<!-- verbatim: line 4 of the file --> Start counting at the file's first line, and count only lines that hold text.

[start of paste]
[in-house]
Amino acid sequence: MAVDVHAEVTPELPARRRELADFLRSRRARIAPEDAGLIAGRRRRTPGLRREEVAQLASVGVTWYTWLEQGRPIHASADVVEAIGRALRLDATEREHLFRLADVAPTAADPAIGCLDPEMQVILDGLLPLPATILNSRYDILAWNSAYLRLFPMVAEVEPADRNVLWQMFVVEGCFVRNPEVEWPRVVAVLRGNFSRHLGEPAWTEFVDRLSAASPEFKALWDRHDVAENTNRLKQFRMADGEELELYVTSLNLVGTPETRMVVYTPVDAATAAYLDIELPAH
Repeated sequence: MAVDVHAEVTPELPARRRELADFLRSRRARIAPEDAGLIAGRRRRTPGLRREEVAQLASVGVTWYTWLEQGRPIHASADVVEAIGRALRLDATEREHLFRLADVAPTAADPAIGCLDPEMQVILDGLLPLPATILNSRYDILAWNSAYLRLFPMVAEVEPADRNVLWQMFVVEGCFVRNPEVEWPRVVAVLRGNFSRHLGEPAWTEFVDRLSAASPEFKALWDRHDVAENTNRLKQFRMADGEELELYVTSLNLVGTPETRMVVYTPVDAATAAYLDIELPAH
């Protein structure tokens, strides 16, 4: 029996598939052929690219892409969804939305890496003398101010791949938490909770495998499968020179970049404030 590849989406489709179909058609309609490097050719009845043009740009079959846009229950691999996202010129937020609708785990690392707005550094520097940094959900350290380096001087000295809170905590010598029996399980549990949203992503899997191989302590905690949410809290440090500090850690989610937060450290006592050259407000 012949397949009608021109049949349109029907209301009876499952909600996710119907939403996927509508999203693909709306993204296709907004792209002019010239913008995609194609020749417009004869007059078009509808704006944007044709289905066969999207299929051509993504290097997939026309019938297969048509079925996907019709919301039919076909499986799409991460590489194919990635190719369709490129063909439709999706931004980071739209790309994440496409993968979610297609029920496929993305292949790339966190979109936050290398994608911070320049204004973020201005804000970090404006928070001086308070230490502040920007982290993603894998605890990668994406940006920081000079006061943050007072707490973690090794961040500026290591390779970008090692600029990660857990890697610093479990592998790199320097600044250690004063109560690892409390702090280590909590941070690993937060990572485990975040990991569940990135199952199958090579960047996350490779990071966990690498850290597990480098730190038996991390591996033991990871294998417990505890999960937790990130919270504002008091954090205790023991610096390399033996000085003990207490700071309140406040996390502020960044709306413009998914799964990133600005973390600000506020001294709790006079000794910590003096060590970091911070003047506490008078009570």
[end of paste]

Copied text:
């Protein structure tokens, strides 16, 4: 029996598939052929690219892409969804939305890496003398101010791949938490909770495998499968020179970049404030 590849989406489709179909058609309609490097050719009845043009740009079959846009229950691999996202010129937020609708785990690392707005550094520097940094959900350290380096001087000295809170905590010598029996399980549990949203992503899997191989302590905690949410809290440090500090850690989610937060450290006592050259407000 012949397949009608021109049949349109029907209301009876499952909600996710119907939403996927509508999203693909709306993204296709907004792209002019010239913008995609194609020749417009004869007059078009509808704006944007044709289905066969999207299929051509993504290097997939026309019938297969048509079925996907019709919301039919076909499986799409991460590489194919990635190719369709490129063909439709999706931004980071739209790309994440496409993968979610297609029920496929993305292949790339966190979109936050290398994608911070320049204004973020201005804000970090404006928070001086308070230490502040920007982290993603894998605890990668994406940006920081000079006061943050007072707490973690090794961040500026290591390779970008090692600029990660857990890697610093479990592998790199320097600044250690004063109560690892409390702090280590909590941070690993937060990572485990975040990991569940990135199952199958090579960047996350490779990071966990690498850290597990480098730190038996991390591996033991990871294998417990505890999960937790990130919270504002008091954090205790023991610096390399033996000085003990207490700071309140406040996390502020960044709306413009998914799964990133600005973390600000506020001294709790006079000794910590003096060590970091911070003047506490008078009570």